on Jan 7th, 2013 in Labor | 5 comments
 
U.S. Postal Service employees are covered by the Federal Employees’ Compensation Act (FECA), which provides workers’ compensation benefits to civilian federal employees who sustain work-related injuries or an occupational disease. The U.S. Department of Labor Office of Workers Compensation Programs (OWCP) administers workers’ compensation and provides direct compensation to providers, claimants, and beneficiaries. The Postal Service later reimburses OWCP in what is known as “charge-back billings.” The Postal Service is the largest FECA participant in the federal government. It paid $1.2 billion in workers’ compensation claims and $67 million in administrative fees in charge-back year 2011. In addition, its estimated total liability for future workers’ compensation costs is about $17.5 billion. The Postmaster General noted in testimony last year that when the Postal Service revalues its liability to reflect current interest rates, it creates significant non-cash fluctuations in its bottom line. For this reason and others, the Postal Service has pushed for comprehensive FECA reform legislation. Providing gainful employment within medically defined work restrictions is in the best interest of both employees and the Postal Service. The Postal Service uses its limited duty program to assign available work for those employees who are temporarily unable to perform their regular functions. Limited duty employees retain the discipline of going to work every day and recuperation may also be accelerated if they are as active as possible. Early return to the regular job is the ultimate objective of the limited duty program. However, with diminishing mail volumes and limited resources for proactive case management, the Postal Service faces significant challenges in providing adequate work. The Health and Resource Management (HRM) staff and other officials play an important role in administering the injury compensation program and reducing related costs by returning injured employees to work as soon as possible and, in part, pursuing third-party liability. The Office of Inspector General (OIG) intends to assess whether the Postal Service’s HRM staff, supervisors, and other officials have all the necessary resources to successfully return employees back to work. And if not, what tools do they need to facilitate the return to work process. What practices are working or should be changed to more effectively administer the Postal Service’s injury compensation program? Share your comments in our blog section and follow the link to take one of the three surveys on this topic, depending on your employment position.

5 Comments


Yeah well maybe if we could get a claim number so we could start the therapy Dr Required.

HRM staffing is inadequate in the Lakeland District and I suspect it's similar in other Districts. With inadaquate staffing and heavy workload I do not have much time for "Claims Management". We simply process paperwork, the majority of which is new (CA1/CA2) claims and Claims for Compensation (CA7s). If staffing was realistic, I would actually have time to communicate with management, providers, and the OIG regarding return to work initiatives and issues. Currently the Lakeland District has 16,000 employees and we have 4 HRM Specialists. I alone attempt to support and manage the Injury Compensation Program for approximately 280 offices. In addition to the 4 HRM Specialists there are 3 detailed EAS employees who perform HRM duties such as 3P recovery and District (assesment team) work searches. These 3 detailed employees are "taken out of hide" from outside of the District HR Staff. If Postal HQ truly wants to save money, put the money up front with staffing. Chargeback to OWCP is enormous compared to what additional staff would cost. When I have time, I save the USPS a lot of money. An in-depth/uniform assesment of HRM staffing needs to be completed. The FECA is not going away and the USPS workforce is getting older. Chargeback will continue to rise despite HQ efforts if HRM Staffing is not fixed to reflect reality.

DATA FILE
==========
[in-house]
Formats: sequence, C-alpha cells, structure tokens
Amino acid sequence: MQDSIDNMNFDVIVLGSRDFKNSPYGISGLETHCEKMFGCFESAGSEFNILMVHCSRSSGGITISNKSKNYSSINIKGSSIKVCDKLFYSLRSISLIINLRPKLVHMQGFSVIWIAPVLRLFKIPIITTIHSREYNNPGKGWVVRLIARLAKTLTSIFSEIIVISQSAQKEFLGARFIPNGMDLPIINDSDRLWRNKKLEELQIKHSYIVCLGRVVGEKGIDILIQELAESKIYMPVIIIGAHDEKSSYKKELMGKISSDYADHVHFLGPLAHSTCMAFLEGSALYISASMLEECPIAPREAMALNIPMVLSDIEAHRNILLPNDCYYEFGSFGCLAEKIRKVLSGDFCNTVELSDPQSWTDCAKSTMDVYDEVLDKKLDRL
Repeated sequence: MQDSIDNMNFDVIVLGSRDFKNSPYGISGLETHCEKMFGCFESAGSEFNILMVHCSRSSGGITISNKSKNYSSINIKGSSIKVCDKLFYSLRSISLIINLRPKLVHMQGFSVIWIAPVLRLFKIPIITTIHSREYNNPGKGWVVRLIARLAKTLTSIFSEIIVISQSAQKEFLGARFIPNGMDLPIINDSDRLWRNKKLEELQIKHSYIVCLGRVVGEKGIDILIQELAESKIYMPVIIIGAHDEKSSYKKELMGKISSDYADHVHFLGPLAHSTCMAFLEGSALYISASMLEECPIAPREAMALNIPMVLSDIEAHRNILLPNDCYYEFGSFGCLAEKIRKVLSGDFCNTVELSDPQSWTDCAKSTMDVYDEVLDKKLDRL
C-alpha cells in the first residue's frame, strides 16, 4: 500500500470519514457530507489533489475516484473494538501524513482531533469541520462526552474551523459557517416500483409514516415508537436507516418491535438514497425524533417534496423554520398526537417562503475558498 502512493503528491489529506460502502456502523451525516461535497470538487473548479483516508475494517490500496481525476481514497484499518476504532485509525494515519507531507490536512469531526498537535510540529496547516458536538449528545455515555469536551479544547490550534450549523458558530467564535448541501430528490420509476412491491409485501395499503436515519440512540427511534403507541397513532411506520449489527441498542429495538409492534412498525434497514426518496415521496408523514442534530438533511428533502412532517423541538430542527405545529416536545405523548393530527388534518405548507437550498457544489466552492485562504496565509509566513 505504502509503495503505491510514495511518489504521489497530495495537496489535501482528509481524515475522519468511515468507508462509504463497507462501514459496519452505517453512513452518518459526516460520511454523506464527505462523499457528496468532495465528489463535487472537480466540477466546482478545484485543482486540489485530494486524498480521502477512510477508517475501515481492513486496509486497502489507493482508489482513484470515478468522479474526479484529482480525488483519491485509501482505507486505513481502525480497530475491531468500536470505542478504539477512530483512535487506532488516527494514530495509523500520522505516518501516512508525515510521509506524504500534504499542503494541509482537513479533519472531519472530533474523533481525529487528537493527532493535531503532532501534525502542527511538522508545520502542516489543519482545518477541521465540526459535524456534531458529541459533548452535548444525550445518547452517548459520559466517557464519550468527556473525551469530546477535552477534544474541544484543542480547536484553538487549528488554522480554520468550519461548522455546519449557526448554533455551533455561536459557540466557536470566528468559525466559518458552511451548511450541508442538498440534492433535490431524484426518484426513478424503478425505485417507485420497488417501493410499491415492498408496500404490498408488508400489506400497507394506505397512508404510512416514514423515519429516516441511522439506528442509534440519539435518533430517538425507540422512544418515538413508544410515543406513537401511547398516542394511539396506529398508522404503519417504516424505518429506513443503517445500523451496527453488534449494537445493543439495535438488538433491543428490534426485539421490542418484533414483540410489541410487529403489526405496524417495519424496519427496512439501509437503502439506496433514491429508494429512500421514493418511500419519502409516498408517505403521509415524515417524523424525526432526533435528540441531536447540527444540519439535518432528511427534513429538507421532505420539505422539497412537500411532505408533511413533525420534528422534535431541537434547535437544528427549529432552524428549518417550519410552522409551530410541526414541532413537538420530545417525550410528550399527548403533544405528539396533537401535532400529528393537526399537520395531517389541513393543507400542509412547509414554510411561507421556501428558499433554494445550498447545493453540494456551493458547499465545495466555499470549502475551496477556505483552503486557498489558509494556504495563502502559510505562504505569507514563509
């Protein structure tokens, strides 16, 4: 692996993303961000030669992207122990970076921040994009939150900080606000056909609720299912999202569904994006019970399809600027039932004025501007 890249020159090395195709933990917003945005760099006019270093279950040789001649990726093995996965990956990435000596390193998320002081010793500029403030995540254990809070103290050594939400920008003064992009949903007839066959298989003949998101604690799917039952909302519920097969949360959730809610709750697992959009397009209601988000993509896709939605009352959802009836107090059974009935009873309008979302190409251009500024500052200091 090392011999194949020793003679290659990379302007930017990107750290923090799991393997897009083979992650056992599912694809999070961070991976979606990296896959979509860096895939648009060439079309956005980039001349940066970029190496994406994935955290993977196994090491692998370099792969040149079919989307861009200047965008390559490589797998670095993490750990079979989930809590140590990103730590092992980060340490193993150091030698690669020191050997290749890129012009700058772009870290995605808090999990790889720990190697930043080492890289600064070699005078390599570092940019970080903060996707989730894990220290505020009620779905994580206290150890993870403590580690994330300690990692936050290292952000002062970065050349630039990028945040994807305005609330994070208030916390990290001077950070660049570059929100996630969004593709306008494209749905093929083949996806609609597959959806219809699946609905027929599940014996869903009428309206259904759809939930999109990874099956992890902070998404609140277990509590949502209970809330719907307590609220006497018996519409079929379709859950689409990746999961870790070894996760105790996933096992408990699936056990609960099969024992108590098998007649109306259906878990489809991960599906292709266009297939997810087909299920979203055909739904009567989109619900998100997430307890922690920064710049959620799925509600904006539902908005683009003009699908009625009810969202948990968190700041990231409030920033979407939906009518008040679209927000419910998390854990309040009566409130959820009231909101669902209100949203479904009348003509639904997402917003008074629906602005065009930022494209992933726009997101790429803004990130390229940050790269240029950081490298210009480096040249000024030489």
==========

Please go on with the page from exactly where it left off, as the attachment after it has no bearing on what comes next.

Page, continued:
Thank you Scott for your feedback, we are considering staffing in our current audit. Could you provide any examples of how increased staffing would help you to more effectively focus on returning employees to work?

Scott's comments are right on. Our collective staffing is so limited we barely have time to process the paperwork, much less manage cases. The Nurse Case Manger program was eliminated in the Pacific Area a couple of years ago. That pogram was loved by the injured workers and a tremendous help to the HRM staff.
OWCP is pre-disposed to accept claims. They have no incentive to try to save the USPS any money. FECA was passed in 1914 and is extremely outdtade. Why would anyone want to come back to work if they can stay home and be paid 75% of their salary tax free. OWCP is not suppose to be a retirement system, but how many PR cases have been on compensation for decades? Change the law so injured workers would have to retire when they would have if they had never been hurt. The scheduled award part of the FECA needs to have more checks and balances. The same physician that has been treating the injured worker does the S/A evaluation. Have an independent doctor perform the permanent partial impairment rating.

Thank you Klinton for your feedback. I see you mentioned the Nurse Case Manager program being eliminated a few years back. Can you provide any examples of how the nurse’s assistance helped you with effective case management? Additionally, your concerns about the FECA law was addressed in a previous audit published by OIG in September 30, 2011 “Postal Service Workers’ Compensation Program”. This audit discussed changes to the FECA law to give the Postal Service some flexibility within their workers’ compensation program.

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